Vascular dementia is a decline in thinking skills caused by conditions that block or reduce blood flow to the brain, depriving brain cells of vital oxygen and nutrients.
Brief Overview of Vascular Dementia
Inadequate blood flow can damage and eventually kill cells anywhere in the body. The brain has one of the body’s richest networks of blood vessels and is especially vulnerable. In vascular dementia, changes in thinking skills sometimes occur suddenly following strokes that block major brain blood vessels. Thinking problems also may begin as mild changes that worsen gradually as a result of multiple minor strokes or other conditions that affect smaller blood vessels, leading to cumulative damage.
A growing number of experts prefer the term “vascular cognitive impairment (VCI)” to vascular dementia because they feel it better expresses the concept that vascular thinking changes can range from mild to severe.
Vascular dementia is widely considered the second most common cause of dementia after Alzheimer’s disease, accounting for 20 to 30 percent of cases. Many experts believe that vascular dementia remains underdiagnosed “like Alzheimer’s disease” even though it is recognized as common.
Symptoms of Vascular Dementia
Symptoms can vary widely, depending on the severity of the blood vessel damage and the part of the brain affected. Memory loss may be a significant symptom depending on the specific brain areas where blood flow is reduced.
Vascular dementia symptoms may be most obvious when they occur soon after a major stroke.
Sudden Post-Stroke Changes in Thinking and Perception May Include:
- Trouble speaking or understanding speech
- Vision loss
Multiple small strokes or other conditions that affect blood vessels and nerve fibers deep inside the brain may cause more gradual thinking changes as damage accumulates. Common early signs of widespread small vessel disease include impaired planning and judgment; uncontrolled laughing and crying; declining ability to pay attention; impaired function in social situations; and difficulty finding the right words.
Diagnosis of Vascular Dementia
Because vascular cognitive impairment may often go unrecognized, many experts recommend professional screening with brief tests to assess memory, thinking, and reasoning for everyone considered to be at high risk for this disorder. Individuals at highest risk include those who have had a stroke or a transient ischemic attack (TIA, also known as a “mini-stroke”).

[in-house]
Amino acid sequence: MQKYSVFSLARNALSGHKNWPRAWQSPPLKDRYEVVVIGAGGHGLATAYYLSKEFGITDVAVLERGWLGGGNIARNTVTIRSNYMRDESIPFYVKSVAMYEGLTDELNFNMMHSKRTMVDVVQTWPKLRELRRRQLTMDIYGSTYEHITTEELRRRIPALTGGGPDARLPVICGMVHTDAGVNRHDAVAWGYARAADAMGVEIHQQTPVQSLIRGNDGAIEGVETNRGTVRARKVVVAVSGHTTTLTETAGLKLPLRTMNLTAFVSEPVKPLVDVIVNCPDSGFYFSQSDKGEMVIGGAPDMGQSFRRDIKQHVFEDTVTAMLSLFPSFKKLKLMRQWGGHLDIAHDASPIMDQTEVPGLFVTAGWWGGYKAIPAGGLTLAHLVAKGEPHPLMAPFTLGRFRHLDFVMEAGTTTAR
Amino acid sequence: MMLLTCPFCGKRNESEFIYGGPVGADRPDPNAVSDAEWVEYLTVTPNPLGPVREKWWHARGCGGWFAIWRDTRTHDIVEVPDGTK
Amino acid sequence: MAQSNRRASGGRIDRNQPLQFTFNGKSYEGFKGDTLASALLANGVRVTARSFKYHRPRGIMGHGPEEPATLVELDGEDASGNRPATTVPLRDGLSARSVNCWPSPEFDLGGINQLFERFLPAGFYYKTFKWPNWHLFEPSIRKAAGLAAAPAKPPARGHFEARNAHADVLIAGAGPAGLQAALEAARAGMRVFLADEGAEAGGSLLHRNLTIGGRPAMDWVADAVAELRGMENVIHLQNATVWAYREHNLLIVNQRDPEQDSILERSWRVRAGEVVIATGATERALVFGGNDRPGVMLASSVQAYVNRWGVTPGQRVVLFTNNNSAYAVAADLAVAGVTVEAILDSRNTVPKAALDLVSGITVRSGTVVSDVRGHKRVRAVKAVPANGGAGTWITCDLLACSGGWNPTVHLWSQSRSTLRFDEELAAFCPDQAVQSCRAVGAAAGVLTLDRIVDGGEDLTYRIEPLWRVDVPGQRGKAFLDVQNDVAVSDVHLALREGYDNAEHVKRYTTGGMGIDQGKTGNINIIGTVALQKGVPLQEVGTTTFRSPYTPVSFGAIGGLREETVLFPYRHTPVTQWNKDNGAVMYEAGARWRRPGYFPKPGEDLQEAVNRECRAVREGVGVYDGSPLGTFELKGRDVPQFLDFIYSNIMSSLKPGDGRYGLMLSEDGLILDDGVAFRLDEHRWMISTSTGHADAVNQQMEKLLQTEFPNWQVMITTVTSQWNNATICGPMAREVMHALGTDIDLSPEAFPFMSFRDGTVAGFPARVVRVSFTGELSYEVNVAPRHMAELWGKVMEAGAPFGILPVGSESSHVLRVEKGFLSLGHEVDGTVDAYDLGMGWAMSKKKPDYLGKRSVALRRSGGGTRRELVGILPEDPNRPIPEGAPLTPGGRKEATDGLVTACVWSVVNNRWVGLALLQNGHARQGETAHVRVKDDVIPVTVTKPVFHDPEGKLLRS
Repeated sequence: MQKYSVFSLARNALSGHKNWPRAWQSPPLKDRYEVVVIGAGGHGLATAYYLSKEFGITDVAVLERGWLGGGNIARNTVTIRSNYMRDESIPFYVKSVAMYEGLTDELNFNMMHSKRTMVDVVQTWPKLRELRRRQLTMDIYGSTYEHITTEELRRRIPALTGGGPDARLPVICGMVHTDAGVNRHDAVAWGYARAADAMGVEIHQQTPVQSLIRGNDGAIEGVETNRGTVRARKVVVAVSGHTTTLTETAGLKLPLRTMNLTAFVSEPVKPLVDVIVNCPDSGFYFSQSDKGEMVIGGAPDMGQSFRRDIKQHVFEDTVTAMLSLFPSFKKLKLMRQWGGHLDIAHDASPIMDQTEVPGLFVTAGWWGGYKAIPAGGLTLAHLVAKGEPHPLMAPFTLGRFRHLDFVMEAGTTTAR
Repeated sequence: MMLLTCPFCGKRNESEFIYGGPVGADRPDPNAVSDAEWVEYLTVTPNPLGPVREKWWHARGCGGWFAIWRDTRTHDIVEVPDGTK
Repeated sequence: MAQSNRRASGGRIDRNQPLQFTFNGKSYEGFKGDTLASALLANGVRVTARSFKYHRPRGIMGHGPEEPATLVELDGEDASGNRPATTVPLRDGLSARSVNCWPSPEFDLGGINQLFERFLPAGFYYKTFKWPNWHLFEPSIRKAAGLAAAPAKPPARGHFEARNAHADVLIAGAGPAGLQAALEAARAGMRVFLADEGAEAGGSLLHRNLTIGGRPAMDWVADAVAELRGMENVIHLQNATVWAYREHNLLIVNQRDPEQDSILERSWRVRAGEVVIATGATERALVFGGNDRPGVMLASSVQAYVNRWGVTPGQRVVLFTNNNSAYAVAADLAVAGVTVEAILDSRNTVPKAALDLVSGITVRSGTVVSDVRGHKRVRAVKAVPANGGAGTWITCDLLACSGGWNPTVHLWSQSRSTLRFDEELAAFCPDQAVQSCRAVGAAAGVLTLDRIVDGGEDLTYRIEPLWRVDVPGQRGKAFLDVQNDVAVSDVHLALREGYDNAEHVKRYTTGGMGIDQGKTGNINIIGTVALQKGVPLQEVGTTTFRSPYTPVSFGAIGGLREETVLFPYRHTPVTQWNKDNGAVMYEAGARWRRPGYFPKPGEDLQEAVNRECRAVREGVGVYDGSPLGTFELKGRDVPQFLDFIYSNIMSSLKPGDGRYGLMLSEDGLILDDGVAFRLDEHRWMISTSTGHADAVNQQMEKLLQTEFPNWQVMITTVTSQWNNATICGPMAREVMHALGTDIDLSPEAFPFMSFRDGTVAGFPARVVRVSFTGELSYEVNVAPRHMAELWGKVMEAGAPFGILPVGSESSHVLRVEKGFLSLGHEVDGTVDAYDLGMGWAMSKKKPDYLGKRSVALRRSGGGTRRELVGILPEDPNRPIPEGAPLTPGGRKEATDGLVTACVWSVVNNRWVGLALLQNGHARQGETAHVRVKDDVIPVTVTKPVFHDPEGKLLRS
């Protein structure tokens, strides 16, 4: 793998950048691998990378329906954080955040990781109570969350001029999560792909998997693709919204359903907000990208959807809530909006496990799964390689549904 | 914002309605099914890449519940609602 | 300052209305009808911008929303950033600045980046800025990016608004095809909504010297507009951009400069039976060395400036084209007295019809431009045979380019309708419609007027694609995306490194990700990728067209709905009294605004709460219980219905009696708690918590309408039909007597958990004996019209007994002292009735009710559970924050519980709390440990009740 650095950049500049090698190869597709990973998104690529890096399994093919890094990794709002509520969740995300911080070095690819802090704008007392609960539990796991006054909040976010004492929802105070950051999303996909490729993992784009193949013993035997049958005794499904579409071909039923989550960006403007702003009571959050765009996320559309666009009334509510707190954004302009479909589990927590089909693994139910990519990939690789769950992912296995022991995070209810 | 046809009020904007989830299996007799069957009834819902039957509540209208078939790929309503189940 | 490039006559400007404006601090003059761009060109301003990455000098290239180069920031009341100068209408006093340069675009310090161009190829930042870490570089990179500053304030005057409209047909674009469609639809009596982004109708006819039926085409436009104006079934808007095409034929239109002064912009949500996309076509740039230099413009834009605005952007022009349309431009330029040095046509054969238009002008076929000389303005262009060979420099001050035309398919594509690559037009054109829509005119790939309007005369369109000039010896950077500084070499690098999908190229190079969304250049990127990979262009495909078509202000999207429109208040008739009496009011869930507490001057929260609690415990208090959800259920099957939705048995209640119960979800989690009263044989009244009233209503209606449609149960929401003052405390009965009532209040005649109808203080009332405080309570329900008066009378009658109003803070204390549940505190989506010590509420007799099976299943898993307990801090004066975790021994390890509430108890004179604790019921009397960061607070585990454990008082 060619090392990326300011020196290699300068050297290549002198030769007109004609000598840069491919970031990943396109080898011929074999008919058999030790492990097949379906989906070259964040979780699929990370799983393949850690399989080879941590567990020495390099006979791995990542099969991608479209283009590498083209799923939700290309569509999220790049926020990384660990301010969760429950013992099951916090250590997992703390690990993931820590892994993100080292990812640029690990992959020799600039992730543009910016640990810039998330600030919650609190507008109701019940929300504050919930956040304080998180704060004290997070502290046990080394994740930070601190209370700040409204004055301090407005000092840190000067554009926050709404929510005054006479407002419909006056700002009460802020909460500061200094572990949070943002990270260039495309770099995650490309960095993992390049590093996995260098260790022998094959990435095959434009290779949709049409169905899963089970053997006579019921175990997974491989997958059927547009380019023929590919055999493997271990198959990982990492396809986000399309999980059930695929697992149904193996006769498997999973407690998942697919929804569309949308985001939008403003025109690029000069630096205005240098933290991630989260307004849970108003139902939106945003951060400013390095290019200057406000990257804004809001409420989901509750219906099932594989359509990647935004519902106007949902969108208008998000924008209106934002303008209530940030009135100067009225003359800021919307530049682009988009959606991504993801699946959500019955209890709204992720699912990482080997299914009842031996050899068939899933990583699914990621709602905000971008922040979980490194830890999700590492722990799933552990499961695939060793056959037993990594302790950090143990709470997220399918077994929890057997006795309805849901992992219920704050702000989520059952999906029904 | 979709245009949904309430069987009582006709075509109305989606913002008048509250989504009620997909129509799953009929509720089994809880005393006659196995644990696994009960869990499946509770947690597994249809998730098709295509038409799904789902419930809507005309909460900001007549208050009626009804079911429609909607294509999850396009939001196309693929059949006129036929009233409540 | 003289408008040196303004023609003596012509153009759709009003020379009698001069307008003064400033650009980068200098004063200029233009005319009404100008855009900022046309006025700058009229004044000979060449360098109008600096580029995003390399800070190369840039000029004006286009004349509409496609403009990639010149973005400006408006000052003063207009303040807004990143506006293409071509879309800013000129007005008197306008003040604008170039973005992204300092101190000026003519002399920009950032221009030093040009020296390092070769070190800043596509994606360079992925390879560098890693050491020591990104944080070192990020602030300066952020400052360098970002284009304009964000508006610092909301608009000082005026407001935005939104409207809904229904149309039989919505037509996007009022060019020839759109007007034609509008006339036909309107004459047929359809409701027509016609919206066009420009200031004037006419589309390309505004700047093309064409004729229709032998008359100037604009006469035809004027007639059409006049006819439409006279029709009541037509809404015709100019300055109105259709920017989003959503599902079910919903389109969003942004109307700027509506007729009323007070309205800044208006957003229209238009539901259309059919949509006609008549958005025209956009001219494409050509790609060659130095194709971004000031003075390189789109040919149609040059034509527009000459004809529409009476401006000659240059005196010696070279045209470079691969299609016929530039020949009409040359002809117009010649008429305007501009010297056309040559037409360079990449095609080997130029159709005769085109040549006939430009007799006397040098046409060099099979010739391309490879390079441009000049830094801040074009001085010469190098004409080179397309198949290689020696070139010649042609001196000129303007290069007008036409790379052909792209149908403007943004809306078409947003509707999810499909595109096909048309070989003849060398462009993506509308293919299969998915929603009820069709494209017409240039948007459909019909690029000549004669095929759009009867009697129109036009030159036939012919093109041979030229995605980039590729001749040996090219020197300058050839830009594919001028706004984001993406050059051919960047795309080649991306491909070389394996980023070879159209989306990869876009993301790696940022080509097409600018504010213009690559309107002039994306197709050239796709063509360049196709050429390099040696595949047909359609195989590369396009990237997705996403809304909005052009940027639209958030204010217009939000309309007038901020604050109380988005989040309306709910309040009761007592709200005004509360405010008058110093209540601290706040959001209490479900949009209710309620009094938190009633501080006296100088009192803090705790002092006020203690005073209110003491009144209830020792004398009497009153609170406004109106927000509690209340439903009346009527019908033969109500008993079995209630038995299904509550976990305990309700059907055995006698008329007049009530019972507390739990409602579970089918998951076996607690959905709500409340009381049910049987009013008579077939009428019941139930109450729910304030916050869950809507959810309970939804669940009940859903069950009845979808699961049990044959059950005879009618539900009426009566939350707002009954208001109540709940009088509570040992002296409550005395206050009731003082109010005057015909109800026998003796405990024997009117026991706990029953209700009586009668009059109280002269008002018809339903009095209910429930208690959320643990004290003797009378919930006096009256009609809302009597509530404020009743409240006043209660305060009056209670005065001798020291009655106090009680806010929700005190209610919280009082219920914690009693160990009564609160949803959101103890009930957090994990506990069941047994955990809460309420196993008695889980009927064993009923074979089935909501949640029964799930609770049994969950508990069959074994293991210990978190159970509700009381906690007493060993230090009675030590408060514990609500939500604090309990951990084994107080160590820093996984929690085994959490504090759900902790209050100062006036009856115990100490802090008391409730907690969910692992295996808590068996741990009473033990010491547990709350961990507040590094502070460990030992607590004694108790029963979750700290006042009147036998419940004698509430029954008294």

Additional high-risk groups include those with high blood pressure, high cholesterol, or other risk factors for heart or blood vessel disease.
Causes and Risks of Vascular Dementia
As with Alzheimer’s disease, advancing age is a major risk factor for vascular cognitive impairment or dementia.
Additional risk factors are the same ones that raise risk for heart problems, stroke, and other diseases that affect blood vessels. Many of these vascular factors also increase the risk of Alzheimer’s.
There are many things that can be done to reduce your risk of diseases that affect your heart and blood vessels, and also may help protect your brain.
Strategies for Reducing Your Risk of Vascular Dementia Include:
- Don’t smoke
- Keep your blood pressure, cholesterol, and blood sugar within recommended limits
- Eat a healthy, balanced diet
- Maintain a healthy weight
- Limit alcohol consumption
Treatment and Outcomes of Vascular Dementia
The U.S. Food and Drug Administration (FDA) has not approved any drugs specifically to treat symptoms of vascular dementia, but there is some clinical trial evidence that certain drugs approved to treat Alzheimer’s may also offer a modest benefit in people diagnosed with vascular dementia.
Controlling risk factors that may increase the likelihood of further damage to the brain’s blood vessels is an important treatment strategy. There is substantial evidence that treatment of risk factors may improve outcomes and help postpone or prevent further decline.
Individuals should work with their physicians to develop the best treatment plan for their symptoms and circumstances.
Like other types of dementia, vascular dementia shortens lifespan. Some data suggest that those who develop dementia following a stroke survive three years, on average. As with other stroke symptoms, cognitive changes may sometimes improve during recovery and rehabilitation from the acute phase of a stroke as the brain generates new blood vessels and brain cells outside the damaged region take on new roles.